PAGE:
Public Immutable BankAccount Balance

class Listing_02 {

static void Main(string[] args) {

// create a bank account with the default balance ImmutableBankAccount bankAccount1 = new ImmutableBankAccount(); Console.WriteLine("Account Number: {0}, Account Balance: {1}", ImmutableBankAccount.AccountNumber, bankAccountl.Balance);

// create a bank account with a starting balance ImmutableBankAccount bankAccount2 = new ImmutableBankAccount(200); Console.WriteLine("Account Number: {0}, Account Balance: {1}", ImmutableBankAccount.AccountNumber, bankAccount2.Balance);

// wait for input before exiting Console.WriteLine("Press enter to finish"); Console.ReadLine();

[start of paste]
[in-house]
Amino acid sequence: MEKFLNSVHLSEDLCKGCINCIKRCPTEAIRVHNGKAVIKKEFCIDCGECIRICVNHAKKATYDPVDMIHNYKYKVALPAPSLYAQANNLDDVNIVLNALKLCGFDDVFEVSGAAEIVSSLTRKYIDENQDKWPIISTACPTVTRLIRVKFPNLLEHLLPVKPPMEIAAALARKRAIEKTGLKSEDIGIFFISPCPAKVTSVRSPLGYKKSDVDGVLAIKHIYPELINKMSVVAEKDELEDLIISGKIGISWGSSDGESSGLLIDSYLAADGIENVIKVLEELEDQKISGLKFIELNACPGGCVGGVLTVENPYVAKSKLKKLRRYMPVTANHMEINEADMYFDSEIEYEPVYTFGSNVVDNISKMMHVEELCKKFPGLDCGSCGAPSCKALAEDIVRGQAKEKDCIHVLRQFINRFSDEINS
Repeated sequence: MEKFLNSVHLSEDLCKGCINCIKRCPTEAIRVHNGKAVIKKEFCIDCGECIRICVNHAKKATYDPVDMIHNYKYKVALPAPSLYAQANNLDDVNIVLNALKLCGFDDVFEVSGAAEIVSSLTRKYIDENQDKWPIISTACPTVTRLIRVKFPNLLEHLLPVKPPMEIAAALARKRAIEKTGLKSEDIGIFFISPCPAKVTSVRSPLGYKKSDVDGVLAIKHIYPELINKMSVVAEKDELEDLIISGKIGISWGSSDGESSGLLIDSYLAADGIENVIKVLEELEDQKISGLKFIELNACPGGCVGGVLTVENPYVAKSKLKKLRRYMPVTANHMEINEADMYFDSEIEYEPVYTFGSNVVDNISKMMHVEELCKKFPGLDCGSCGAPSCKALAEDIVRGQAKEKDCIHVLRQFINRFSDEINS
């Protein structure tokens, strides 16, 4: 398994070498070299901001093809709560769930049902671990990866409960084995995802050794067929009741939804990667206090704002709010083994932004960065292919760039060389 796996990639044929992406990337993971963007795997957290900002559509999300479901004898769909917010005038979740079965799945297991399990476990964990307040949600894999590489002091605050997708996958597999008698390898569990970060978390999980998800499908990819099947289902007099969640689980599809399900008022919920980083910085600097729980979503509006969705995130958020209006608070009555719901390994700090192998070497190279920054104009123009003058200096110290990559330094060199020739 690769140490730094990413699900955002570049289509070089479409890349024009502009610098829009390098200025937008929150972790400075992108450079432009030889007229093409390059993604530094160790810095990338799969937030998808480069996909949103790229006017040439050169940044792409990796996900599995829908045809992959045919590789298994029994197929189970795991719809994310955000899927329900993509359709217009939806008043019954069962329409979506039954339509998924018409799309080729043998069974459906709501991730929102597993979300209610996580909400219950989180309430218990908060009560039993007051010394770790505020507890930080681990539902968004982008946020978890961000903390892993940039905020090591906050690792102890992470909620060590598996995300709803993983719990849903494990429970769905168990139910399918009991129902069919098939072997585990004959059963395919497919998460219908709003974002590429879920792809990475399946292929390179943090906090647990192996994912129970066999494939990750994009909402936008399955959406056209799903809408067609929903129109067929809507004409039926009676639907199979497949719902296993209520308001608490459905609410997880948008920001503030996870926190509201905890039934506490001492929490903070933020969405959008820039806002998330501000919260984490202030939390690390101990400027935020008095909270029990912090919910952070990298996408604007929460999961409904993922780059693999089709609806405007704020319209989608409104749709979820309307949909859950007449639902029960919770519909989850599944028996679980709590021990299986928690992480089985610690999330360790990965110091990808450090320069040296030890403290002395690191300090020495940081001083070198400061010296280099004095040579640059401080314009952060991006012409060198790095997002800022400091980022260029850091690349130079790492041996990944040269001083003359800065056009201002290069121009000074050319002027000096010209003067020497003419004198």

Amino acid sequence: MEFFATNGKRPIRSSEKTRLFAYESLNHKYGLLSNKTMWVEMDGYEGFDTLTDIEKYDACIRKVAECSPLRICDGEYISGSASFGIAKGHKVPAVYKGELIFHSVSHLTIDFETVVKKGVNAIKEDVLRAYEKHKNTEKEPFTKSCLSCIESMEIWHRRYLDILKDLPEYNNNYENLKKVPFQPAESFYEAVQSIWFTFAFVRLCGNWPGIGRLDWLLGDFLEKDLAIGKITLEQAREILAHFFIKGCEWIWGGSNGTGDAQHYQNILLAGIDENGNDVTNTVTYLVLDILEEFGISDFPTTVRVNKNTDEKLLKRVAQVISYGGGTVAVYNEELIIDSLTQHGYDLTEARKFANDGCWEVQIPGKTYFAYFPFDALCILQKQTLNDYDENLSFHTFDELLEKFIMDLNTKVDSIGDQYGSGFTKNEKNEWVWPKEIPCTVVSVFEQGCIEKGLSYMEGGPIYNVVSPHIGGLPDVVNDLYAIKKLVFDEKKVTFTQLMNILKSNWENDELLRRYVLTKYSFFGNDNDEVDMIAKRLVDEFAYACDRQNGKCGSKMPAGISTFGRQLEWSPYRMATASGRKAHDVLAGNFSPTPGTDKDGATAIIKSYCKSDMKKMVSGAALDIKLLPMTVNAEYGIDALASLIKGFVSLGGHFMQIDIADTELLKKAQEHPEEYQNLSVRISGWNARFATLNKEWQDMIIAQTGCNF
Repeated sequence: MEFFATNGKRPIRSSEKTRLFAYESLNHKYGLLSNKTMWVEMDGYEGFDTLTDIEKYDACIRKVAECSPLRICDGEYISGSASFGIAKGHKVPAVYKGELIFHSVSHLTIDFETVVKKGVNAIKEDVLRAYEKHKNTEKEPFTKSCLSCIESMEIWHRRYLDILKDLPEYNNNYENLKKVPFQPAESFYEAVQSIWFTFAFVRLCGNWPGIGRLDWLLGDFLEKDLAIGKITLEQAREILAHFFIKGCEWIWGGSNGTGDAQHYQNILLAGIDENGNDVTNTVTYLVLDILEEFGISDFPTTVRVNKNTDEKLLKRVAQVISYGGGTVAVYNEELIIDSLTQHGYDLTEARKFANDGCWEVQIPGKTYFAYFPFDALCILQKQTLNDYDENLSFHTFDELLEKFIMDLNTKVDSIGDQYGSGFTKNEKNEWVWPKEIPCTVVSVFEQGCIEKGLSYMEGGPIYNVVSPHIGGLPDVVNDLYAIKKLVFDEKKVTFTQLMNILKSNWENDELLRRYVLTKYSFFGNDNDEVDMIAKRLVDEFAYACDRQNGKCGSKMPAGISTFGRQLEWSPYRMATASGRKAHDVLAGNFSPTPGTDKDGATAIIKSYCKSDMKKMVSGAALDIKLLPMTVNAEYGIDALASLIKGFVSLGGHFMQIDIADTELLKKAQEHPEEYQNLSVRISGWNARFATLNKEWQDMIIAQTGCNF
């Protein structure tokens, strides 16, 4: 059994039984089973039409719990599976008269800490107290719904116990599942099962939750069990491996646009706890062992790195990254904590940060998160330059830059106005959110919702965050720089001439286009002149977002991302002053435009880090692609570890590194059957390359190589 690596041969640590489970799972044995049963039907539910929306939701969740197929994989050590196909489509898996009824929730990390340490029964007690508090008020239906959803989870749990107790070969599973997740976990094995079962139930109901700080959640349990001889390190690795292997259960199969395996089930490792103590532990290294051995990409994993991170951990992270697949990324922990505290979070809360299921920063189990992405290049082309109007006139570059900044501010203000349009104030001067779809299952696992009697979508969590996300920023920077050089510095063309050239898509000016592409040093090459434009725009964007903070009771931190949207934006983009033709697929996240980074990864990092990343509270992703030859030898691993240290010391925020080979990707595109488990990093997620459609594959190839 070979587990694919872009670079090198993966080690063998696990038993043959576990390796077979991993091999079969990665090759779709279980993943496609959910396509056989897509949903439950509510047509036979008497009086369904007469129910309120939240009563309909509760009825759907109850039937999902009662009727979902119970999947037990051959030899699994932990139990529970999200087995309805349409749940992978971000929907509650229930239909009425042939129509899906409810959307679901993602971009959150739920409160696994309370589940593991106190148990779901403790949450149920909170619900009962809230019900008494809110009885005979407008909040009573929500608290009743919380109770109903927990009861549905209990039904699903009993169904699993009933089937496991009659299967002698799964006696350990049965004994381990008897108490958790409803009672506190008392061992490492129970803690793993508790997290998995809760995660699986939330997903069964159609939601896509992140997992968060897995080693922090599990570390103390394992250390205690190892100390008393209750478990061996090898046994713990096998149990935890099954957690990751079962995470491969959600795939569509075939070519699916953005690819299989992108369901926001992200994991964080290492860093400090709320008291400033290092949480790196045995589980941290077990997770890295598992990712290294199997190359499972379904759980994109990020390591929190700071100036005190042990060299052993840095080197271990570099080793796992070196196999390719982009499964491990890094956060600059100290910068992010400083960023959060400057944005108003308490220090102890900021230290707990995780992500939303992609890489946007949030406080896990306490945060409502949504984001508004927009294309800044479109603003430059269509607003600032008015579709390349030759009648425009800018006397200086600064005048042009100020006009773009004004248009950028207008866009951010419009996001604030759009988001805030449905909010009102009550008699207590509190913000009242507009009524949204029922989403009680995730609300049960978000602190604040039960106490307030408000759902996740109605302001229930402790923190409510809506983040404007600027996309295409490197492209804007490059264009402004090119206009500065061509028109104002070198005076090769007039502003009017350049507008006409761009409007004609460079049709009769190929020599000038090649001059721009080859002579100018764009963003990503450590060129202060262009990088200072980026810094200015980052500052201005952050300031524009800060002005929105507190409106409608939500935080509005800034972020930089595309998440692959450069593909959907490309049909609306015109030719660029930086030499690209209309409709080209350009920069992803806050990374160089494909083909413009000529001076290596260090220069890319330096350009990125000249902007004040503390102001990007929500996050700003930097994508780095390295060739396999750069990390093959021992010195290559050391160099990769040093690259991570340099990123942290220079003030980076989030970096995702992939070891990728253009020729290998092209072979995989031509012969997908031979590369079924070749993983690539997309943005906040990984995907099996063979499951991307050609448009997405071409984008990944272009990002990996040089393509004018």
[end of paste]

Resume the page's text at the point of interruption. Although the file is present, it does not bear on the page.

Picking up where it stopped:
Immutability is not a widely used solution in C#, because not being able to change data values is a huge limitation. In Listing 3-2, we ended up with a bank account whose balance can be read but not changed. Immutability is useful, however, for creating a clear separation between immutable reference data that can be safely shared between Tasks and mutable Task data that must be protected using a different technique.

■ Tip See the "Unexpected Immutability" example in the "Understanding Common Problems and Their Causes" section at the end of this chapter for an example of how misusing immutability can cause problems.

0 0

Post a comment